Three chair caning design samples

Here are some chair caning samples that I did a while ago that I think you’ll enjoy seeing.

This first cane chair seat is a wide binding cane seat on an unmarked hickory frame rustic rocker. I think it’s either an Old Hickory rocker or

rustic hickory rocker
Unmarked rustic hickory rocker with binder cane seat

It could be Old Hickory or the Indiana Chair Company or a copy from another chair manufacturer. But to be absolutely certain, we’d need to see the manufacturer’s label, but nevertheless isn’t she a beauty?

rustic hickory rocker
Back rustic hickory rocker with wide binding cane seat

Here’s a closeup of the herringbone twill seat in 6MM wide binding cane.

binder cane rustic chair seat
Wide binding cane seat on rustic chair.

Then I also did a spline cane desk chair which uses pre-woven cane webbing and a hole-to-hole strand cane dining room chair seat.

cane webbing and strand cane seats
Spline cane or cane webbing on the left, hand caning or hole-to-hole on the right.

Can you spot the difference between these two types of cane chair seat weaving? The pre-woven cane webbing, which is made on a large loom is on the left and the traditional strand or hand chair caning is on the right.

2 thoughts on “Three chair caning design samples”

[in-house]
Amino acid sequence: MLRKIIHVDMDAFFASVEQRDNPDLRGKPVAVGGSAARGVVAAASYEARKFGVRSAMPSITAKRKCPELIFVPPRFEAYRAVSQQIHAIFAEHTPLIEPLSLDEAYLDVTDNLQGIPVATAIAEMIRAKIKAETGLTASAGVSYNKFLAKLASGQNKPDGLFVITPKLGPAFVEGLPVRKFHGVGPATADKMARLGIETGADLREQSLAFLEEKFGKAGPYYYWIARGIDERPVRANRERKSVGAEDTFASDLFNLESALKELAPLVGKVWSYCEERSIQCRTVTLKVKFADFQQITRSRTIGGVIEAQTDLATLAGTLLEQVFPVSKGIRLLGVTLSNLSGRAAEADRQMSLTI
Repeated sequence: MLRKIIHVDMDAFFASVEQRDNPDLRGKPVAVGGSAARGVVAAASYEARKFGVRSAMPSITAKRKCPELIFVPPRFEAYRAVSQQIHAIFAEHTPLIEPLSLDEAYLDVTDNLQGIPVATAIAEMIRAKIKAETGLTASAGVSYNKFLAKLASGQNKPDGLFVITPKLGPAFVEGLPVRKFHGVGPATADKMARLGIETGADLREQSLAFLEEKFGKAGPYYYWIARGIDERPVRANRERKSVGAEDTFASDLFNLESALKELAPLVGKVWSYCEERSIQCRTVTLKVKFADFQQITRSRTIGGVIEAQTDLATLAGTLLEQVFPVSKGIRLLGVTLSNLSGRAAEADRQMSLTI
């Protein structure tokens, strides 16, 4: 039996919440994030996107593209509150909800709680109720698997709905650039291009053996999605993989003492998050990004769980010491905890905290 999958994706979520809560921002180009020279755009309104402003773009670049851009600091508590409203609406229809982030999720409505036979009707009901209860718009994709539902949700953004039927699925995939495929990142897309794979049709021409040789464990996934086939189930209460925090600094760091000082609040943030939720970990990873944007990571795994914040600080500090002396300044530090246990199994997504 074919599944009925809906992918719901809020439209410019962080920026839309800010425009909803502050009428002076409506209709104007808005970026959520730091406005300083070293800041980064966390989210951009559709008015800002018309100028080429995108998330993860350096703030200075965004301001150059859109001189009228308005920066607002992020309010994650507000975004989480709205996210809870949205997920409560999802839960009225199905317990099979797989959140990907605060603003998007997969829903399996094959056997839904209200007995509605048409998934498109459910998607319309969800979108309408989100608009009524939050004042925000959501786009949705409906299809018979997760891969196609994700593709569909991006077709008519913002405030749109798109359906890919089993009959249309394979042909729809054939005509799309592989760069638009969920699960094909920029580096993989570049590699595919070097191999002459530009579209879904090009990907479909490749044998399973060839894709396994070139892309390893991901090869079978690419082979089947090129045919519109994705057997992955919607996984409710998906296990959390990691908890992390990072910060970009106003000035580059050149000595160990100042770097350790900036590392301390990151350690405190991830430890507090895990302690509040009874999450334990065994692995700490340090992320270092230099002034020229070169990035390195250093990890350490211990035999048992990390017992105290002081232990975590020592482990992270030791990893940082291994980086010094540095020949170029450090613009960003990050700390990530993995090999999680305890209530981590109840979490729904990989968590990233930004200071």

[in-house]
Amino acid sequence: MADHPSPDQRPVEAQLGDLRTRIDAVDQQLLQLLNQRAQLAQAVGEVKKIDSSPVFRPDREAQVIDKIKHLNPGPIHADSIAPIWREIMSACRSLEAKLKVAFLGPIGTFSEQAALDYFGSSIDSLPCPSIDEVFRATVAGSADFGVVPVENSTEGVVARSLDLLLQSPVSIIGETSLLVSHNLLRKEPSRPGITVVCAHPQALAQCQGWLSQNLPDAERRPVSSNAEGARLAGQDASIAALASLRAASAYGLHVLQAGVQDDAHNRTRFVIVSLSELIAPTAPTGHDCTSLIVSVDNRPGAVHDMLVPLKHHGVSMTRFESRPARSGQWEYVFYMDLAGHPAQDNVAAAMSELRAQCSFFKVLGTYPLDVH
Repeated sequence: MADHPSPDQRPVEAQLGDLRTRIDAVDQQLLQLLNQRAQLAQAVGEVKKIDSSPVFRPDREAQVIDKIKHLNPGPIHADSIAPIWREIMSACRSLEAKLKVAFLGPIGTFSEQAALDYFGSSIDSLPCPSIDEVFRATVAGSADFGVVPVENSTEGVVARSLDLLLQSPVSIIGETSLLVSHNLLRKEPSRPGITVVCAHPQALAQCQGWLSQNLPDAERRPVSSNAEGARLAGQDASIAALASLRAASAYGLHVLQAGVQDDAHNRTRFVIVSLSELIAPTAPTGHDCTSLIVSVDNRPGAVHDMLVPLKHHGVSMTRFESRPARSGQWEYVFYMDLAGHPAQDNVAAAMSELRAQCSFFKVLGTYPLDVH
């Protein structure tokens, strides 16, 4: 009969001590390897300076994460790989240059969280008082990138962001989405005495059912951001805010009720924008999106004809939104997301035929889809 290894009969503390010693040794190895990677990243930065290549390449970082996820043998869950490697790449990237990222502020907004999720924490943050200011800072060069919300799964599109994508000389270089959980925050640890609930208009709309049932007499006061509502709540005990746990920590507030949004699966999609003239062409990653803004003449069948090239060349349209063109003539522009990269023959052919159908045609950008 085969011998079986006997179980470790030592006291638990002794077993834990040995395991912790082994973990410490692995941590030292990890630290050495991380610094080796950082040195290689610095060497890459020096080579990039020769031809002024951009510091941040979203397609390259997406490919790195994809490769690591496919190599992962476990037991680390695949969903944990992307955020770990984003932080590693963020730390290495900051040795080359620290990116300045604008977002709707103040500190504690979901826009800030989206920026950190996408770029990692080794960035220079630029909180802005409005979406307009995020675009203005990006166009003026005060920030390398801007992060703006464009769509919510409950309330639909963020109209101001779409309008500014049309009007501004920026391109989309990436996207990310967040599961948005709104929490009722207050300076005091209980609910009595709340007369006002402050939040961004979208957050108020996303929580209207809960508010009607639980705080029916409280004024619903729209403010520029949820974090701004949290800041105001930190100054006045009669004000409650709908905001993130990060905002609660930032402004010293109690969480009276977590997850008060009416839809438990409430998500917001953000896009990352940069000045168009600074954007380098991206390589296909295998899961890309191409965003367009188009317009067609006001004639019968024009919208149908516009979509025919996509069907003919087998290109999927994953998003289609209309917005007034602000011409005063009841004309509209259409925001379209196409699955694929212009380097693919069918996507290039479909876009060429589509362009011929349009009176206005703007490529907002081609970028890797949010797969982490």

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      Victoria it really depends on what kind of chair frame you have and what materials you need/want to apply to that frame. If you have a post-and-rail chair frame with a trapezoid seat (wider in the front than in the back), a simple 3×3 twill using 1/2″ flat reed would be the best to start out with. Then you can move on to the more complicated paper rush patterns, and even checkerboard seagrass on the post-and-rail frames. And if you have the type of cane chair with the groove around the top of the seat, the only type of weaving that can and should be used in that one is sheet cane or cane webbing. If you have the holes drilled through the frame of the chair seat, then the 7-step method of hand-caning would be the simplest pattern. Hope that answers your question. Have fun trying out the different patterns and weaving materials, the sky is the limit!

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